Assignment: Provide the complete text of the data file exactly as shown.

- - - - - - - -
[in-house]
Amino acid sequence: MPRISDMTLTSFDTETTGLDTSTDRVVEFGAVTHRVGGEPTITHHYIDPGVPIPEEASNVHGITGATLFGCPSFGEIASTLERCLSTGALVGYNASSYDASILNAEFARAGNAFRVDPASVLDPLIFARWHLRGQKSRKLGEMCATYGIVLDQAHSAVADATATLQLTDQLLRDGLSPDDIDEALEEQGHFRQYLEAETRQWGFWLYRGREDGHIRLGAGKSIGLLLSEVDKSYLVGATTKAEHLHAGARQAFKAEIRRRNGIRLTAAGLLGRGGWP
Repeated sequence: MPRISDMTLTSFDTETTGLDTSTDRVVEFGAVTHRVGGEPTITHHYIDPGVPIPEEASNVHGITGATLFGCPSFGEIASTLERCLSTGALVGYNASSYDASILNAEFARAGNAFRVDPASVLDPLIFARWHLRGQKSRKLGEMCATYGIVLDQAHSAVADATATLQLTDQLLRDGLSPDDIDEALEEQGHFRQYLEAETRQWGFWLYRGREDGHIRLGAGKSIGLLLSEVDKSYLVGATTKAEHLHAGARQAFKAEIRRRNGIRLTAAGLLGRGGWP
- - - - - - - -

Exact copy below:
[in-house]
Amino acid sequence: MPRISDMTLTSFDTETTGLDTSTDRVVEFGAVTHRVGGEPTITHHYIDPGVPIPEEASNVHGITGATLFGCPSFGEIASTLERCLSTGALVGYNASSYDASILNAEFARAGNAFRVDPASVLDPLIFARWHLRGQKSRKLGEMCATYGIVLDQAHSAVADATATLQLTDQLLRDGLSPDDIDEALEEQGHFRQYLEAETRQWGFWLYRGREDGHIRLGAGKSIGLLLSEVDKSYLVGATTKAEHLHAGARQAFKAEIRRRNGIRLTAAGLLGRGGWP
Repeated sequence: MPRISDMTLTSFDTETTGLDTSTDRVVEFGAVTHRVGGEPTITHHYIDPGVPIPEEASNVHGITGATLFGCPSFGEIASTLERCLSTGALVGYNASSYDASILNAEFARAGNAFRVDPASVLDPLIFARWHLRGQKSRKLGEMCATYGIVLDQAHSAVADATATLQLTDQLLRDGLSPDDIDEALEEQGHFRQYLEAETRQWGFWLYRGREDGHIRLGAGKSIGLLLSEVDKSYLVGATTKAEHLHAGARQAFKAEIRRRNGIRLTAAGLLGRGGWP